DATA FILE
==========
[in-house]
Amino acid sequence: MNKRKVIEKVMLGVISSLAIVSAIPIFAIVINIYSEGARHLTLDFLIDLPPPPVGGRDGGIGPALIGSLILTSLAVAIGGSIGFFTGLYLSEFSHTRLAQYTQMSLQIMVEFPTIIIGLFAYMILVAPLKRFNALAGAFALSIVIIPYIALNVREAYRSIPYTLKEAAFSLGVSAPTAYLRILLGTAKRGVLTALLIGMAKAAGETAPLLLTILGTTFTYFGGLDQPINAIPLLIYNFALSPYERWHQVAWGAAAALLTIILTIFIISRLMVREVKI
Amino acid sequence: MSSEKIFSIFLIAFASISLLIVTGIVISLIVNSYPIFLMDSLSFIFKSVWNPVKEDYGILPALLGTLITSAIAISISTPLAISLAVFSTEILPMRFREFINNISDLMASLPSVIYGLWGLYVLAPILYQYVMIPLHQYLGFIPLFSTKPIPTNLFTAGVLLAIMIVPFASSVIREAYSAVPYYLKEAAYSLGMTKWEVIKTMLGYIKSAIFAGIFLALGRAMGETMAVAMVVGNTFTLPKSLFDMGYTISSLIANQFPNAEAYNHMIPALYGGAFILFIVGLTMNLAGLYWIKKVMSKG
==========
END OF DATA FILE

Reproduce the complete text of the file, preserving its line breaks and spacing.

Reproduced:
[in-house]
Amino acid sequence: MNKRKVIEKVMLGVISSLAIVSAIPIFAIVINIYSEGARHLTLDFLIDLPPPPVGGRDGGIGPALIGSLILTSLAVAIGGSIGFFTGLYLSEFSHTRLAQYTQMSLQIMVEFPTIIIGLFAYMILVAPLKRFNALAGAFALSIVIIPYIALNVREAYRSIPYTLKEAAFSLGVSAPTAYLRILLGTAKRGVLTALLIGMAKAAGETAPLLLTILGTTFTYFGGLDQPINAIPLLIYNFALSPYERWHQVAWGAAAALLTIILTIFIISRLMVREVKI
Amino acid sequence: MSSEKIFSIFLIAFASISLLIVTGIVISLIVNSYPIFLMDSLSFIFKSVWNPVKEDYGILPALLGTLITSAIAISISTPLAISLAVFSTEILPMRFREFINNISDLMASLPSVIYGLWGLYVLAPILYQYVMIPLHQYLGFIPLFSTKPIPTNLFTAGVLLAIMIVPFASSVIREAYSAVPYYLKEAAYSLGMTKWEVIKTMLGYIKSAIFAGIFLALGRAMGETMAVAMVVGNTFTLPKSLFDMGYTISSLIANQFPNAEAYNHMIPALYGGAFILFIVGLTMNLAGLYWIKKVMSKG